22 April 2015

Sharing Passwords on National Television

A few days ago I wrote about a recent survey which found employees would be willing to sell their passwords. However, it now seems to be about giving them away for free, by broadcasting them to the nation, in what turned out to be perhaps one of the most ironic television interviews of the year.

You may recall that the French broadcaster TV5Monde was the subject of a major hack, thought to be orchestrated by Islamic State supporters, which caused the station to stop broadcasting for over three hours. But, in what turned out to be an embarrassing interview with a reporter to discuss the incident, a representative from the station could be seen standing in-front of a wall plastered with notes revealing the passwords to accounts such as the station’s Instagram, Twitter and YouTube channels.

Of course, accidentally broadcasting passwords is very different from an employee selling them, but the fact that they were placed on the wall in the first place highlights the theme that employees do not see significance of sharing and disclosing passwords, even when an organisation is in the midst of recovering from a severe cyber-attack. Secondly, the only reason that the passwords would have posted on the wall in the first place was clearly for convenience and ease-of-use, as it means no-one needs to remember them.

The problem with passwords (well one of them) is the fact the for most people they are perceived to be a barrier that is in the way of them getting to where they want to go, and not an intrinsic and important security measure. So, it is inevitable that employees will look to find ways to make the barrier smaller, whether it is posting on the wall, displaying them on a post-it stuck to the monitor, or making them as easy to remember as possible.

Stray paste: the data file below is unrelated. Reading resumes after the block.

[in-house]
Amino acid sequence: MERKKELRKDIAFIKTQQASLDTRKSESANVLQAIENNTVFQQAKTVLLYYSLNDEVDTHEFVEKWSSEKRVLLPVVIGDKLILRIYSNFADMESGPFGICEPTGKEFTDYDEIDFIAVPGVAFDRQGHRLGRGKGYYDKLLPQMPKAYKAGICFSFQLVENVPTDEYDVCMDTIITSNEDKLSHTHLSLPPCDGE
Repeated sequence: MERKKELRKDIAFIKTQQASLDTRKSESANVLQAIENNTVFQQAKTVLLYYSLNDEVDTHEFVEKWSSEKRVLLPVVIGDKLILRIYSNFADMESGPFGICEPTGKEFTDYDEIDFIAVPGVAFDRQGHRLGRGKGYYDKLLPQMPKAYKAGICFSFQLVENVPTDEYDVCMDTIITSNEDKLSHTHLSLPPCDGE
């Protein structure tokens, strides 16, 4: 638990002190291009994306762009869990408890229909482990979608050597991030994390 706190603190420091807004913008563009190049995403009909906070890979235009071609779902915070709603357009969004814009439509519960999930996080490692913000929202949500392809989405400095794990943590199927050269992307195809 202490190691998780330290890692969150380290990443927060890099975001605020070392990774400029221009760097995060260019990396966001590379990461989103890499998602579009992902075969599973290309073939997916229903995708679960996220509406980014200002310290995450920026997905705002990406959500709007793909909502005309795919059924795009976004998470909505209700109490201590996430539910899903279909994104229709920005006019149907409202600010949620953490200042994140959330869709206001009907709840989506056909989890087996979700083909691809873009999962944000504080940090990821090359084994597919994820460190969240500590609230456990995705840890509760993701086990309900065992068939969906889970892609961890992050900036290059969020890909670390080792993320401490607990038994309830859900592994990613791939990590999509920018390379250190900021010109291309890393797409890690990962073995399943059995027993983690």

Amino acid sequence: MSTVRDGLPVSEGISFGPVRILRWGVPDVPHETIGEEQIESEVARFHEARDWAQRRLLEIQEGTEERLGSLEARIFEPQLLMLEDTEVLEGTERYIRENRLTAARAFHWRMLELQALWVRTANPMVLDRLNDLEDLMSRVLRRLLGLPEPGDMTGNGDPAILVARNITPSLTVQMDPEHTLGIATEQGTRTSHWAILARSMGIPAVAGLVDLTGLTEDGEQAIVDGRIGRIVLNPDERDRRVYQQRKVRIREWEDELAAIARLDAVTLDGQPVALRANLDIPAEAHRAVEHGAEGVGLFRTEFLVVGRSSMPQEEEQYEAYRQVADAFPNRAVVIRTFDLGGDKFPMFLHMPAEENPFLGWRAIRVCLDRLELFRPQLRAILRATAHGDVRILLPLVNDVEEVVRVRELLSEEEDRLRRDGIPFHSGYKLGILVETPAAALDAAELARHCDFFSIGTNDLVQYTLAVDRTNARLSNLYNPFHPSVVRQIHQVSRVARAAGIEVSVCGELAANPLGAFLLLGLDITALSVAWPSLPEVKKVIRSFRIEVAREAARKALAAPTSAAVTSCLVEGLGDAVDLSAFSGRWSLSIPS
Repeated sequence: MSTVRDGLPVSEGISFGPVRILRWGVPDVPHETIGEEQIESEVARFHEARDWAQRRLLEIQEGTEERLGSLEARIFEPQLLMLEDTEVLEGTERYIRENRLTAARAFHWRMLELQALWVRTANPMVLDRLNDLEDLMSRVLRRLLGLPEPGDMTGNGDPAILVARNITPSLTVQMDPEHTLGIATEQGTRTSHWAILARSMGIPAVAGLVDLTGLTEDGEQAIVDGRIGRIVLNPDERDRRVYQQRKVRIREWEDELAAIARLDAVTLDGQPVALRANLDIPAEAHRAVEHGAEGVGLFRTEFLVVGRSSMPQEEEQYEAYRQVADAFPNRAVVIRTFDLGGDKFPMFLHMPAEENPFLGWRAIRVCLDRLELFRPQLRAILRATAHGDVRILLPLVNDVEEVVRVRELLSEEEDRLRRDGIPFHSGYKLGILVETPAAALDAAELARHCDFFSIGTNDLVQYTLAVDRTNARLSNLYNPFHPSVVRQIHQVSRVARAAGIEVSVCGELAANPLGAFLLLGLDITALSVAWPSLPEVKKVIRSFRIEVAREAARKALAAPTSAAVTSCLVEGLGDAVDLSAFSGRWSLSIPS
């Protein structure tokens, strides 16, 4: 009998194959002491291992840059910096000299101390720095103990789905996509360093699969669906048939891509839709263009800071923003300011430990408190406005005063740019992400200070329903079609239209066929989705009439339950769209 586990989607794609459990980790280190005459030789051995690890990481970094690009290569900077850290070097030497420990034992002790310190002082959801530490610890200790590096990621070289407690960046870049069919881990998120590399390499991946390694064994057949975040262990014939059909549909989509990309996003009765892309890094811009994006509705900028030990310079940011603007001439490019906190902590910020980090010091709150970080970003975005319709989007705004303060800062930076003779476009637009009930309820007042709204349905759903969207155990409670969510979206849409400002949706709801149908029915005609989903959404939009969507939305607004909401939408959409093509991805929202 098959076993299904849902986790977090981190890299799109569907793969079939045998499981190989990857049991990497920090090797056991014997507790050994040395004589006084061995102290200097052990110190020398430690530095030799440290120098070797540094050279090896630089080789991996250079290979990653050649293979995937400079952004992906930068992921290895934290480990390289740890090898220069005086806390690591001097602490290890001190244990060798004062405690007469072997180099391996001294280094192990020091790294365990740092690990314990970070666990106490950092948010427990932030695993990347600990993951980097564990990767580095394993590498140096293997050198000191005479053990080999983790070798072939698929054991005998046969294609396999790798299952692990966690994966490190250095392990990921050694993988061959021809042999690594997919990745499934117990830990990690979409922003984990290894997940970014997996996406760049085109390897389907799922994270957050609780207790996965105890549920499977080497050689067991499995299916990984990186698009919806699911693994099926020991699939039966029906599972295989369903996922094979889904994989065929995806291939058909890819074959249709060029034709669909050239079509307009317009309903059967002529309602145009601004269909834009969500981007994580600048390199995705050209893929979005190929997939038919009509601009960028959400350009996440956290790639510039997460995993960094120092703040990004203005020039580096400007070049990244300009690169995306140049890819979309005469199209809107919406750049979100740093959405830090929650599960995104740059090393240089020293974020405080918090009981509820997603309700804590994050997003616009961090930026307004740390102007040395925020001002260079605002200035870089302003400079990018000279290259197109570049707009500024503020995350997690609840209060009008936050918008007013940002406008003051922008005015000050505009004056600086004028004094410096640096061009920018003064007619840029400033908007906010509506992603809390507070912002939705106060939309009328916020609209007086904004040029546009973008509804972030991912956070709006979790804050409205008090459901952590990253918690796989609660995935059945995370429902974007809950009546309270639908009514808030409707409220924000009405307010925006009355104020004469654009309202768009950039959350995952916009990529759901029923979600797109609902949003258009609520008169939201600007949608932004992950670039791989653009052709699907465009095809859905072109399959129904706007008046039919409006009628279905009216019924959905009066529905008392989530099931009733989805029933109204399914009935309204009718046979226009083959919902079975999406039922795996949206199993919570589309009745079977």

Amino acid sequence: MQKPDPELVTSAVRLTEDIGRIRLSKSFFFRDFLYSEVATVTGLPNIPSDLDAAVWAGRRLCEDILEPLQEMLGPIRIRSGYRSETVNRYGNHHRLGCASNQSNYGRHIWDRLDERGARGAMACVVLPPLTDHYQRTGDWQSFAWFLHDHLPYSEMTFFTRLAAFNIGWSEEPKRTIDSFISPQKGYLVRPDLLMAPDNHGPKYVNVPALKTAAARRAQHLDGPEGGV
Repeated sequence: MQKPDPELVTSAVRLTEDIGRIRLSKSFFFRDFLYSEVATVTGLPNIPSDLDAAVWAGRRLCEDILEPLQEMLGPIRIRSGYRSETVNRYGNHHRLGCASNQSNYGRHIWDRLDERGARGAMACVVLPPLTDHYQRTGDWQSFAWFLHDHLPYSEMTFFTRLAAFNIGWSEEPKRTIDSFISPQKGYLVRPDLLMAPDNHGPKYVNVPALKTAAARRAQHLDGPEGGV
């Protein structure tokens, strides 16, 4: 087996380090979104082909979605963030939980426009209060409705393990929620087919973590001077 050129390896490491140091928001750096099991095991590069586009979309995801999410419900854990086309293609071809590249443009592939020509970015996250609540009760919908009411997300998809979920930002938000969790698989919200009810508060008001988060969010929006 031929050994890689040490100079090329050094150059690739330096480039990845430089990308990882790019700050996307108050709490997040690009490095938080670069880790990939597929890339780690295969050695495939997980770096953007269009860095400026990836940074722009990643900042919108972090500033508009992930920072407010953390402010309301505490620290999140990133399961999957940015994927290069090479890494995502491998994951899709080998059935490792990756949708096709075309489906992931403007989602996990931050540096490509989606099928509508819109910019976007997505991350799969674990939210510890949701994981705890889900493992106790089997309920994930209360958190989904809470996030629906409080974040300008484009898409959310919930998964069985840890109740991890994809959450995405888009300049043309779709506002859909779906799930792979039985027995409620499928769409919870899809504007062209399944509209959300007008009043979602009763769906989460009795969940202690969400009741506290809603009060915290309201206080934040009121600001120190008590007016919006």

So, to counteract this behaviour you need to educate employees as to the importance of security, whether it is accessing the corporate network or the Twitter account. After all in the eyes of the media a data breach is a data breach. Realistically, a hacker is unlikely to do much damage by gaining access to a social network account, but the fallout and reputational impact can be immense and hard to recover from.

Furthermore, you need to look at the password as a tool and ask, if people find them difficult to remember and how can we make it easier? Or, could we do without them altogether? Yes, this contradicts many calls to make passwords stronger and more complex, but that has been said for many years now and it isn’t working.

The time has come for a new approach that makes it easy for employees to play their part in keeping the organisation secure by removing the burden of remembering a password. For more information check out PINgrid.

Author: Alissa Lang, Winfrasoft


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